(println "Do you know what country the evidence is located?")
(let [x (read-line) ]
(cond
(contains? Positive x) (CountryCode)
(contains? Negative x) "You need to do some more investigation, come back when you have identified the country of location holding the digital evidence"
(contains? Indifferent x) "You need to do some more investigation, come back when you have identified the country of location holding the digital evidence"
:else (start))))
(defn CountryCode []
(println "Do you know the two-letter code for the specific country?")
(let [x (read-line) ]
(cond
(contains? Positive x) (results)
(contains? Negative x) "Try looking up the country code here: https://www.iban.com/country-codes"
(contains? Indifferent x) "Try looking up the country code here: https://www.iban.com/country-codes"
:else (start))))
(defn results []
(println "Just type in the two-letter Contry code in uppercase")(let [x (read-line) ]
(cond
(contains? UK x) "It's in the UK, no special procedures or authorities required"
(contains? EJN x) "This is in the EU judicicial network, follow the European Judicial procedure"
(contains? MLAT x) "This is outside both the UK and EJN. You will have to follow the MLAT procedure"
:else "Unfortunately, this is outside of MLAT. Please seek advice from the Crown Prosecution Service (CPS)")))

To start the chatbot, simply run the (start) function

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Let’s breakdown the code:

Sets

Recall, a set is a collection of unique values. Our sets contain either a two-letter country-code or a response type. For instance, Positive responses include, “yeah”, “yes”, and “OK”.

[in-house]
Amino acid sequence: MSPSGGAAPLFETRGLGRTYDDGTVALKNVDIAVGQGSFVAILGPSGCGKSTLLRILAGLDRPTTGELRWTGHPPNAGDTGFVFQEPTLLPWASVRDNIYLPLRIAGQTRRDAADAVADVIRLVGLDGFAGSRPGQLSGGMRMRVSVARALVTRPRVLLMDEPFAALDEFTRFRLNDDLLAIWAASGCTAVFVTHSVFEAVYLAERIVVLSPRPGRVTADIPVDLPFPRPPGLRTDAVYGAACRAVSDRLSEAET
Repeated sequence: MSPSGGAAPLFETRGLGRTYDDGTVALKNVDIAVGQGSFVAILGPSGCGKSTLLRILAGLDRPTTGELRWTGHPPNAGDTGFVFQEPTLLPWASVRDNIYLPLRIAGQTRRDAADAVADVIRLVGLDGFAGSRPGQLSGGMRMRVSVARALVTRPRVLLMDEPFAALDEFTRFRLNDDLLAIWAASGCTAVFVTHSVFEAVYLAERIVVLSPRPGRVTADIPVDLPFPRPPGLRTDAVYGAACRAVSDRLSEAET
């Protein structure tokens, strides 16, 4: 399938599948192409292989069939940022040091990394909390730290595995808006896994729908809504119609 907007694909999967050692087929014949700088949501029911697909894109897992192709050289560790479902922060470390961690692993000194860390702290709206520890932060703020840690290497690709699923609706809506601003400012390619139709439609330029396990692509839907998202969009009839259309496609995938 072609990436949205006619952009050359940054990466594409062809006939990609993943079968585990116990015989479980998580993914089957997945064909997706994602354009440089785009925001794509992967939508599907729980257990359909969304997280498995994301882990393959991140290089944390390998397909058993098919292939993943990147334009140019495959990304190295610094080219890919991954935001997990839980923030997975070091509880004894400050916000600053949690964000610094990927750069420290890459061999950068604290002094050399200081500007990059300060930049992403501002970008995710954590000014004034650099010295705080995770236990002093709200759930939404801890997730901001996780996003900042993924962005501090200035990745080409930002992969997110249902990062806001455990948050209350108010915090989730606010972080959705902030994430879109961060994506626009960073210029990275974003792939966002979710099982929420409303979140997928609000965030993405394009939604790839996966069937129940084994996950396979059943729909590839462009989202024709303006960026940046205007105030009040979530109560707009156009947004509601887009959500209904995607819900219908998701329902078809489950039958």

Functions

All the functions presented follow a similar format. That is, they use a conditional which is represented by the keyword cond. This simple, but powerful, format follows a logical system of truth assertion. This format begins with asking the User a question. The response is evaluated:

(println "Do you wish to obtain digital evidence and want to know what authority is required?")
(let [x (read-line) ]
(cond
(contains? Positive x) (Country)

So, the response is read in and stored in x and then compared to the Positive set. If the response is in the Positive set, then this function stops and the Country function is called. Else, it moves to the next line:

(contains? Negative x) "Perhaps try a different ChatBot!"

If none of the conditions are satisfied, then the final line beginning :else is called and executed:

:else (start)

In terms of our programming elements, each function’s initial lines of code are examples of sequence and selection. However, in all but one of the functions, the final :else calls the function (start). By calling this initial starting function, these code segments demonstrate repetition.

Improvements

One of the first issues identified is our chatbot requests two-letter country-codes in upper-case. We can improve our results function by automatically converting the User input into upper-case like so: